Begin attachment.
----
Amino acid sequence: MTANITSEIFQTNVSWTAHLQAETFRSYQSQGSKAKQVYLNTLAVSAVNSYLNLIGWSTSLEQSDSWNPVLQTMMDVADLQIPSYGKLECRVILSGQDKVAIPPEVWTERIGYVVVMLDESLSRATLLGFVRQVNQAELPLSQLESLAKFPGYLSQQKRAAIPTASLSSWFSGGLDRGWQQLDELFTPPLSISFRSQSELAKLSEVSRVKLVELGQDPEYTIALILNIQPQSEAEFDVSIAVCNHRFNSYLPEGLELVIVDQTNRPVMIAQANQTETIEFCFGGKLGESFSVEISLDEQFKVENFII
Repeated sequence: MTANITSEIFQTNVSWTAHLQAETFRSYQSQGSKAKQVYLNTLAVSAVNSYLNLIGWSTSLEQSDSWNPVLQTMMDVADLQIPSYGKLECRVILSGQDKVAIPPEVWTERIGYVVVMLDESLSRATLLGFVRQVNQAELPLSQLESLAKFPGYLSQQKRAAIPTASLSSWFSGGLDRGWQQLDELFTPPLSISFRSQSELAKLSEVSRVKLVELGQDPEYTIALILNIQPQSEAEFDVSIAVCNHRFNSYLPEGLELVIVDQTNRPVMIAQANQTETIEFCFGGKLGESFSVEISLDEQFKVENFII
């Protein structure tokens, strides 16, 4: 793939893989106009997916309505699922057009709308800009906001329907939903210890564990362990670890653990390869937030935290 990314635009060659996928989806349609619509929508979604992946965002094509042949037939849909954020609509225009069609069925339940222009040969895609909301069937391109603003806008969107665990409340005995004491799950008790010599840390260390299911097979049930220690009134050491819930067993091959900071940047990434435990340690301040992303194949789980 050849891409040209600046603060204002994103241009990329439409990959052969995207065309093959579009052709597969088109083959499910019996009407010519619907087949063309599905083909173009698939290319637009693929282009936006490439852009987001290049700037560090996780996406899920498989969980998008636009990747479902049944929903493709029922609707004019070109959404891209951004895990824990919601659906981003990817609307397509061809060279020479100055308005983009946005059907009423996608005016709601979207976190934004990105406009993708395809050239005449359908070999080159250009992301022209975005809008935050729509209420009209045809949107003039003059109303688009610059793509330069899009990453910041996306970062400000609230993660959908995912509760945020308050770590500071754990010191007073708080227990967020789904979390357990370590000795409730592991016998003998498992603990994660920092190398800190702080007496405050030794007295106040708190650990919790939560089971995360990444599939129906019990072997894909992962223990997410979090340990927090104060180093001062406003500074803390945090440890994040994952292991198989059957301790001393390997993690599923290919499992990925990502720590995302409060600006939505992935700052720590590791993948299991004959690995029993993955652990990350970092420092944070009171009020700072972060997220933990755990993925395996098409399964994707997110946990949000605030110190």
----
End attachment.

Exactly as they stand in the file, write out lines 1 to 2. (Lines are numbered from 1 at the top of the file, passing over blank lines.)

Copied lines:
Amino acid sequence: MTANITSEIFQTNVSWTAHLQAETFRSYQSQGSKAKQVYLNTLAVSAVNSYLNLIGWSTSLEQSDSWNPVLQTMMDVADLQIPSYGKLECRVILSGQDKVAIPPEVWTERIGYVVVMLDESLSRATLLGFVRQVNQAELPLSQLESLAKFPGYLSQQKRAAIPTASLSSWFSGGLDRGWQQLDELFTPPLSISFRSQSELAKLSEVSRVKLVELGQDPEYTIALILNIQPQSEAEFDVSIAVCNHRFNSYLPEGLELVIVDQTNRPVMIAQANQTETIEFCFGGKLGESFSVEISLDEQFKVENFII
Repeated sequence: MTANITSEIFQTNVSWTAHLQAETFRSYQSQGSKAKQVYLNTLAVSAVNSYLNLIGWSTSLEQSDSWNPVLQTMMDVADLQIPSYGKLECRVILSGQDKVAIPPEVWTERIGYVVVMLDESLSRATLLGFVRQVNQAELPLSQLESLAKFPGYLSQQKRAAIPTASLSSWFSGGLDRGWQQLDELFTPPLSISFRSQSELAKLSEVSRVKLVELGQDPEYTIALILNIQPQSEAEFDVSIAVCNHRFNSYLPEGLELVIVDQTNRPVMIAQANQTETIEFCFGGKLGESFSVEISLDEQFKVENFII